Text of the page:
When a rope is partially wrapped around a fixed drum with a force at each end, as shown in the figure, the relationship between the larger tension TL and the smaller tension Ts is given by

(1)

where θ is the angle of wrap in radians and μ is the coefficient of friction. Another form of this equation is

(2)

We have to be careful about the meaning of
*TL* and *TS* when applying formulas (1) and (2) to
real situations. The direction of motion, or the tendency of
motion, is determined by the larger tension *TL* . The friction between the rope and the
drum is always against the relative motion. In other words, the
friction always "helps" the smaller side. For example,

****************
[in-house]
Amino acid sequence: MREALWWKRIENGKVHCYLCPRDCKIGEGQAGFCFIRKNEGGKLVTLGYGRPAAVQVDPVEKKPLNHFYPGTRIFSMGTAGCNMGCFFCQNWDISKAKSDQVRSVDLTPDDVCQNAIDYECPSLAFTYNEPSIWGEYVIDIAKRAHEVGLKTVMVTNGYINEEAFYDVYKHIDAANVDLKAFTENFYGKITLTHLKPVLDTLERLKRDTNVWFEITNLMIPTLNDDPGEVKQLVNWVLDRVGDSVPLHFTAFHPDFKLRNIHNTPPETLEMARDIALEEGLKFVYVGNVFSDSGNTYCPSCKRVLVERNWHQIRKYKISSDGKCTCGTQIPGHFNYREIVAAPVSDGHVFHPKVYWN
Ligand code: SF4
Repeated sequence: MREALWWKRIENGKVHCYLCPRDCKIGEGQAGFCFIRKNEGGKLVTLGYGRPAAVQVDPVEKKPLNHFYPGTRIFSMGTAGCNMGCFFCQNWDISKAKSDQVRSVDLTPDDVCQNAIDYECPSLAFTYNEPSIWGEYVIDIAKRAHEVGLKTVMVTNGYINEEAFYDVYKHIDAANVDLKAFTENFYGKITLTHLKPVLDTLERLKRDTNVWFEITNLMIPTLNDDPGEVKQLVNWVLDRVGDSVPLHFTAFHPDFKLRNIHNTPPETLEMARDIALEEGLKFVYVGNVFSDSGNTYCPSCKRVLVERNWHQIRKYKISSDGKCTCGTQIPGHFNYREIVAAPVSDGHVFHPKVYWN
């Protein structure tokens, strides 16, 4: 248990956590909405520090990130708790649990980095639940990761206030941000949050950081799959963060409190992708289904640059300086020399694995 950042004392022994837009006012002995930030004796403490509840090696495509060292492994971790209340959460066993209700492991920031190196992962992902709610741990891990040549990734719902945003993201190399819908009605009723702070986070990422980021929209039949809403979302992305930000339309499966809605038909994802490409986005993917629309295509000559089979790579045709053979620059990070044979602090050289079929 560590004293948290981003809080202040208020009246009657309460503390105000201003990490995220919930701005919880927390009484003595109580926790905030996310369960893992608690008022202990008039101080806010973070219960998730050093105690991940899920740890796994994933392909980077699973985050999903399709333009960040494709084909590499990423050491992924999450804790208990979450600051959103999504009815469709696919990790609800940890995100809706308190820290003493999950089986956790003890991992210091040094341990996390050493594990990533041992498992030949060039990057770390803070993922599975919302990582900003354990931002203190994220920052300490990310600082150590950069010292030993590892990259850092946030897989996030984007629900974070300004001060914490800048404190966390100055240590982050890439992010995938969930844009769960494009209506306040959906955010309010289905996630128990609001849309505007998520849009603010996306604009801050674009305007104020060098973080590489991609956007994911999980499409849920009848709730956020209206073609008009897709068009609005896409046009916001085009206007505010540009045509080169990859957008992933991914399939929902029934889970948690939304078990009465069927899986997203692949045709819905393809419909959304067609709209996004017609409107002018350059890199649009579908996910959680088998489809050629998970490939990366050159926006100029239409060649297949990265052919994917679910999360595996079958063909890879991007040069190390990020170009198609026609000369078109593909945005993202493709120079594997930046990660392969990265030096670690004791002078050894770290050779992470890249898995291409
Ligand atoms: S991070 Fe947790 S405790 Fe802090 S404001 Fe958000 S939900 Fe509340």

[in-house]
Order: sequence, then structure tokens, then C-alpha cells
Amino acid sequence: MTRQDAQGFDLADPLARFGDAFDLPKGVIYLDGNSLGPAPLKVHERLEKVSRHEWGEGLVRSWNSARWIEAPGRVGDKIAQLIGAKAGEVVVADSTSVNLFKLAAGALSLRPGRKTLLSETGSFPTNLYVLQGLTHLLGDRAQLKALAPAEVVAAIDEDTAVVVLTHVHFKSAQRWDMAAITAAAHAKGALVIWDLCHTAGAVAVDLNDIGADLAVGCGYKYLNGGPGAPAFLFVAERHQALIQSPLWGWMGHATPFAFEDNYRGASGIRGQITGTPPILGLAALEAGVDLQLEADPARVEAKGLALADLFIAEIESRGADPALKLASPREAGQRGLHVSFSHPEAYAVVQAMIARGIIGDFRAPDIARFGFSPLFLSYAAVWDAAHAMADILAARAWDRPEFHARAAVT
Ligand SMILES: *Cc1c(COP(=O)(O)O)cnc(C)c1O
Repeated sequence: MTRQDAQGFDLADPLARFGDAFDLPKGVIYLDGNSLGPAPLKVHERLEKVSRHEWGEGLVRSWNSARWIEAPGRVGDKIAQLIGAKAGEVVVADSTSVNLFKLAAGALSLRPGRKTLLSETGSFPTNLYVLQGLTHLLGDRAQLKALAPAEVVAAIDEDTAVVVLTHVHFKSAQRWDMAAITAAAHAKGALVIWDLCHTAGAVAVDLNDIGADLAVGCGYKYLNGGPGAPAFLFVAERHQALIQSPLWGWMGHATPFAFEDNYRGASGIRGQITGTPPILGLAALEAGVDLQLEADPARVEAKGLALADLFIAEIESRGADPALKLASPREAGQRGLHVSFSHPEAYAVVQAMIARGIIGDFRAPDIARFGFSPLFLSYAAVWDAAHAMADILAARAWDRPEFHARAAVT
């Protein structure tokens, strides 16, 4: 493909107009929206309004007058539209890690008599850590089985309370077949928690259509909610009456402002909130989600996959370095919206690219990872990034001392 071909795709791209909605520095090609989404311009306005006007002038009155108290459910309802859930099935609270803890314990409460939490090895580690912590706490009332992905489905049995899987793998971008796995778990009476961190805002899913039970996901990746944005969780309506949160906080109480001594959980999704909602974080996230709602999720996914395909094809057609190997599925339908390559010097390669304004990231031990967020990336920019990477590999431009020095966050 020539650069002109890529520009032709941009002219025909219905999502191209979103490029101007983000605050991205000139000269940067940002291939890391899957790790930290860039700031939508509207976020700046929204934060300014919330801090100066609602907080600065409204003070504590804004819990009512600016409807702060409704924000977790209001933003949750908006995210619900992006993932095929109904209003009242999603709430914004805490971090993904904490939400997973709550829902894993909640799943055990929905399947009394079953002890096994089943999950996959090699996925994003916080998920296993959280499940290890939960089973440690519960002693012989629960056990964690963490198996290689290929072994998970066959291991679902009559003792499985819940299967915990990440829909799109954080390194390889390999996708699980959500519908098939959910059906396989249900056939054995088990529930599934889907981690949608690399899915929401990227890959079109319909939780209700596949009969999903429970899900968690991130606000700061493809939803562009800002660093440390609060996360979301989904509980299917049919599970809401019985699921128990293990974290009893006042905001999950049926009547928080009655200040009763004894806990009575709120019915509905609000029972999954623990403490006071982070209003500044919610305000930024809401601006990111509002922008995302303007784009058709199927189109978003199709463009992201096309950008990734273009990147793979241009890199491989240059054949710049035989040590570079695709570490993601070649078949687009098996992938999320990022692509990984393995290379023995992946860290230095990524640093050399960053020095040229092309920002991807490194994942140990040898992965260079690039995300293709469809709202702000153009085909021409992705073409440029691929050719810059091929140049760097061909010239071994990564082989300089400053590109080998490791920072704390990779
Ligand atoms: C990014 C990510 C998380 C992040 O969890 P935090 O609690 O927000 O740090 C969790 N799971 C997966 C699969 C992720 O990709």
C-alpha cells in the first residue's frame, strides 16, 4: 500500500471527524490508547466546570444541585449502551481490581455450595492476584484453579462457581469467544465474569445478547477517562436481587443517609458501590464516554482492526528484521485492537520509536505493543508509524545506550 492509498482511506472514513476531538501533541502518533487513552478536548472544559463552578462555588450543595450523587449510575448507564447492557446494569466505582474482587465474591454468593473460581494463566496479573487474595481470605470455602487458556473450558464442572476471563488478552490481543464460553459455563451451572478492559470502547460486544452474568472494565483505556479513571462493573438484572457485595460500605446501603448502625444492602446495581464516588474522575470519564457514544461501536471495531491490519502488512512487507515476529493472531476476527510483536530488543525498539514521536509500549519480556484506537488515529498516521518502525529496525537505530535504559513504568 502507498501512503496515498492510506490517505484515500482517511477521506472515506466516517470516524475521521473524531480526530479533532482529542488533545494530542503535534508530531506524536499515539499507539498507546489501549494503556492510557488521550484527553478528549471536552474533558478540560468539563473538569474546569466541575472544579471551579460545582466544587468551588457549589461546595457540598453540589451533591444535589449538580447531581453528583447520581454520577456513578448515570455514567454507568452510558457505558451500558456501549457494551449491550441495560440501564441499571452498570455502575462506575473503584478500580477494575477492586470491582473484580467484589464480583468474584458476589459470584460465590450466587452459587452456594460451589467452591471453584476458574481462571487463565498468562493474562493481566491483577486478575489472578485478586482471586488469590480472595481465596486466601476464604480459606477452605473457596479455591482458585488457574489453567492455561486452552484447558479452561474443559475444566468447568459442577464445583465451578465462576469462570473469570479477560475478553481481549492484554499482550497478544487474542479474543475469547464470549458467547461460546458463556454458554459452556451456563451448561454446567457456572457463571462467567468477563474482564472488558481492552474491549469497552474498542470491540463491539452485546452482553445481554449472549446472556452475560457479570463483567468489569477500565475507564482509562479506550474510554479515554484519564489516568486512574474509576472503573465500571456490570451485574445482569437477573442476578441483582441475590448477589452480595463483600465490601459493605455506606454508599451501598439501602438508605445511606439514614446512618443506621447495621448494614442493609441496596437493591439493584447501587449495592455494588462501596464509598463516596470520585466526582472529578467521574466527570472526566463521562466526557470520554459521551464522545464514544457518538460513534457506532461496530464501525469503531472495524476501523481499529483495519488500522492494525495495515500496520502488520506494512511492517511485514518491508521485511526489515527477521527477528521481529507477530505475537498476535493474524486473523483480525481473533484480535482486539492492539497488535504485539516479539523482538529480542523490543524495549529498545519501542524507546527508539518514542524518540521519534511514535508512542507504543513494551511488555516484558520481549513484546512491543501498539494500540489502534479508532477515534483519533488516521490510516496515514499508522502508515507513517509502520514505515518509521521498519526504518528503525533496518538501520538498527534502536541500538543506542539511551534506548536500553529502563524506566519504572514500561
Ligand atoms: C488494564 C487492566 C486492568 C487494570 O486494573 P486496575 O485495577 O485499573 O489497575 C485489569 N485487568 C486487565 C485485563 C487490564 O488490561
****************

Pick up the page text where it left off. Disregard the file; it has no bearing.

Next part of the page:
if you try to hold a box hanging at the other end of the rope,
the force you need is the smaller tension *TS* as the frictional force can help you.
However, if you try to lift the box, the force you need would be
the larger tension *TL*
because now the frictional force is against you.

- In the mechanism schematically shown in the figure, assuming the coefficient of static friction is 0.2, what will be the force needed to hold a 300lb box?
- What will be the force needed to lift the box?
- If we wrap the rope around the drum one more turn (now 1.5 turns), what would be the answers for the previous two questions?
- Derive equation (2) from equation (1).
- Derive equation (1) from equation (2).